I’m not going to sugarcoat it, Crohn’s disease and ulcerative colitis are both shitty diseases to have. Literally.
Alongside the horrendous symptoms and surgeries they cause, comes a sense of isolation.
You spend so long in the bathroom that days out become the odd day, a weekend away must be planned months in advance and any necessary car journey involves locating the nearest public toilet beforehand.
Friends start to think you’re bailing on them too often, you begin to feel guilty that you’ve looked at the same four walls for days – and even guiltier that you haven’t left them.
But you know what? Forget those ‘friends’ who make you feel guilty for having a disease that cannot be cured. Forget those ‘friends’ who sigh when you tell them you’re too sick to leave the house, too worried about being away from the bathroom for moments at a time.
Because they’re not friends. Friends are people who understand you and who support you in your time of need. They are people who want to be there for you, who will say, ‘Okay, let’s stay in tonight’, when they know full-well that you are in no shape to be out for the evening.
Of course, when you have an incurable disease, you think nobody will understand. That you have to put up with these non-‘friends’ because you have nobody else.
But you are so, so wrong.
There are people who get you. Who understand you completely. Who know what you’re going through 100%. How? Because they are going through the same thing – well, as similar as you can get, anyhow.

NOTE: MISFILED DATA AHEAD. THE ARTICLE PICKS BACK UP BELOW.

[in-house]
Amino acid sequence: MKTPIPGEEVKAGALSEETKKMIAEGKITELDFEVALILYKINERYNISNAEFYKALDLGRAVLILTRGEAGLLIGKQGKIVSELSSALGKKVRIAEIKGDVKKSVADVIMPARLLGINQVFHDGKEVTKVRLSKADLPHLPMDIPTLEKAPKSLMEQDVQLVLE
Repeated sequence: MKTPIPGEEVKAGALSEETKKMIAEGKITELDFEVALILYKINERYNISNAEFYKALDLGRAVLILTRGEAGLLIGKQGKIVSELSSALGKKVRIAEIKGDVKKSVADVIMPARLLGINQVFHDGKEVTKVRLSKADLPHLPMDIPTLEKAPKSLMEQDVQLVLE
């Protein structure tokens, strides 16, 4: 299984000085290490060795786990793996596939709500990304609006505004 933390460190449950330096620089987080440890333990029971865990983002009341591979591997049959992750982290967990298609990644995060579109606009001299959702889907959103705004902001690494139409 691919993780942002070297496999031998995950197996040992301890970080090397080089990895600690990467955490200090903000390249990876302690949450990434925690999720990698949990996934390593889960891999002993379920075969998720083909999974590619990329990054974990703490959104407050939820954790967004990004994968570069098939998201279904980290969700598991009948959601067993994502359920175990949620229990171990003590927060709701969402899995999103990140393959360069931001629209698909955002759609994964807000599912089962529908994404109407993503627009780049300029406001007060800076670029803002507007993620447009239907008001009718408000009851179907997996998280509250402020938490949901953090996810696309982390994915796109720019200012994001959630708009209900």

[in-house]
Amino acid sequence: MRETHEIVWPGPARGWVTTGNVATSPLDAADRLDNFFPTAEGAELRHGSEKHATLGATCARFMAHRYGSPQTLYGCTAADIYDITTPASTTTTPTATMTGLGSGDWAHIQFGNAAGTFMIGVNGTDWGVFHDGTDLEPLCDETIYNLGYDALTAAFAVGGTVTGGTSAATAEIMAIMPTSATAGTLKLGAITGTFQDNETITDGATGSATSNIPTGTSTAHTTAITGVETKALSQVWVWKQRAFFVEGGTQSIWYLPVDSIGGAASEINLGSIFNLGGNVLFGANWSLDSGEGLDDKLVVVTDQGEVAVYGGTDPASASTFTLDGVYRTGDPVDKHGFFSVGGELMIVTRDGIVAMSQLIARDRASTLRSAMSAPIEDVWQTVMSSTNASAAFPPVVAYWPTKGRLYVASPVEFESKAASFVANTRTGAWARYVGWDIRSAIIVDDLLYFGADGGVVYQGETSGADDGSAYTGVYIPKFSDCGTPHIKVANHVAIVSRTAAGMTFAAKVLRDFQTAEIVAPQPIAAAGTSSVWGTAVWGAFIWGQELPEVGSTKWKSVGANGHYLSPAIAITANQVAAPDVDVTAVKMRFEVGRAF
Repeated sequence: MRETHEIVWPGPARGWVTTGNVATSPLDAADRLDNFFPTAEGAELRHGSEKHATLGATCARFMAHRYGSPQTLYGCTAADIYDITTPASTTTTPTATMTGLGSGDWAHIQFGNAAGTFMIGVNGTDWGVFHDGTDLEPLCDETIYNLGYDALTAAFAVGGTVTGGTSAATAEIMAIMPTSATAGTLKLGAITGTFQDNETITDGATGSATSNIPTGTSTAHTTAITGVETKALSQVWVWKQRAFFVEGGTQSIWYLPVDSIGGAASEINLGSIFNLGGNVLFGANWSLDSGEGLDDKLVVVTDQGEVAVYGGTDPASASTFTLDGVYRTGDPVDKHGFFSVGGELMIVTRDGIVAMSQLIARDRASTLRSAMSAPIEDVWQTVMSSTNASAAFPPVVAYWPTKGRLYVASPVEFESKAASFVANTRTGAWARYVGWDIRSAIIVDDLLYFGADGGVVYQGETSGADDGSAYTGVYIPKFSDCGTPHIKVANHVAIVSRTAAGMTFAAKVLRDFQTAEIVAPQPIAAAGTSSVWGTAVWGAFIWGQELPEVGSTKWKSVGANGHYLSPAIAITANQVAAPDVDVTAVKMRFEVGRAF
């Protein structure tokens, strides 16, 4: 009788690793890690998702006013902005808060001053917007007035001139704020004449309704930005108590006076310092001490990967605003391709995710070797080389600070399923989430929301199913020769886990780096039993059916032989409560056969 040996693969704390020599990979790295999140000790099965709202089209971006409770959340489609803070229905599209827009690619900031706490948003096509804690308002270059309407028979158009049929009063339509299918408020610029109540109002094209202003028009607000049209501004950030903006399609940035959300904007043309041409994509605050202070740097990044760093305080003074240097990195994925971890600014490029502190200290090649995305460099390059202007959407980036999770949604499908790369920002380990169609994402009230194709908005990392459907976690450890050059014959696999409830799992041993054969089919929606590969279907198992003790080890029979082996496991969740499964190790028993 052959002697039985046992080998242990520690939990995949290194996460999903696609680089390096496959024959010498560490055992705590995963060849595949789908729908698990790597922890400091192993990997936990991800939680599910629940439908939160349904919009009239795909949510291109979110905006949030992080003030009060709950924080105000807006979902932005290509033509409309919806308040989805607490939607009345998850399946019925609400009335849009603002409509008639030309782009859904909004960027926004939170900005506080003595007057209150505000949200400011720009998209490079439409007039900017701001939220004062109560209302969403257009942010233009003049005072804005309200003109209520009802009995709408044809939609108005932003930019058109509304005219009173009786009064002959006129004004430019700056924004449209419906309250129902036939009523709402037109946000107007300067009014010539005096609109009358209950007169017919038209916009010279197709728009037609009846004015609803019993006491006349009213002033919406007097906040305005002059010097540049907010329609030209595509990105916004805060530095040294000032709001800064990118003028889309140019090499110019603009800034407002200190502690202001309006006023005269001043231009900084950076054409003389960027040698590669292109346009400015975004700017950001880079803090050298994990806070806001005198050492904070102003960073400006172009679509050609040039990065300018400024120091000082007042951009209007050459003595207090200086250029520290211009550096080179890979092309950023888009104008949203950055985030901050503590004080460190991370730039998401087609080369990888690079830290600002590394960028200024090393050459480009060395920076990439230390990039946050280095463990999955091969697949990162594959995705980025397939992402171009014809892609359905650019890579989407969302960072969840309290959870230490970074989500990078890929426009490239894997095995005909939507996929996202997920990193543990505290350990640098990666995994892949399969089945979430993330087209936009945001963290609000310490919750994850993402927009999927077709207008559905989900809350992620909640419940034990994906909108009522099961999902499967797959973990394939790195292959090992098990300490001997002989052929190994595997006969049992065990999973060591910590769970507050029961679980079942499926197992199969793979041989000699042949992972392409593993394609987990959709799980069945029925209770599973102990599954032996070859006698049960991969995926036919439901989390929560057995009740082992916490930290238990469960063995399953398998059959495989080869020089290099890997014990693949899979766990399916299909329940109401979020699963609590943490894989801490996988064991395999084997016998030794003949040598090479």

Where do you find these people? On online support groups, places where people turn to find people who just get it. A place where you can admit defeat and gain courage – where people will guide you through your flare-ups and keep you going when you’re in remission.
Online support groups are fantastic. Up at 2am, stuck in the bathroom in pain? Don’t worry, it’s likely you’re not the only one.
And if you want to talk about it, you can. There’s no limit as to how much, how little, or how often you communicate – but it’s incredibly comforting to know that when you do, there is always someone at the other end – and even over on the other side of the world – there to listen.
Your support doesn’t have to just remain online, either. You can end up making such a connection with someone that you end up meeting in real-life and making a life-long friend.
But it’s just as good to know they’re there behind the computer (or phone) when you need them too.
That’s not to say that friends should only consist of those who can 100% relate – you must remember that there are people who love and care for you and who want to understand. They may be trying their best when you don’t even realise it.
But, for when you do need someone who isn’t going to question what you mean when describing your symptoms, there are so many support groups available for sufferers of Crohn’s and Colitis, including The Toilet, Me & IBD, #IBDSuperheroes and #GetYourBellyOut.
Don’t ever feel as though you are alone. Always know that there is someone out there who totally gets it – and who totally gets you.
Words by Hattie Gladwell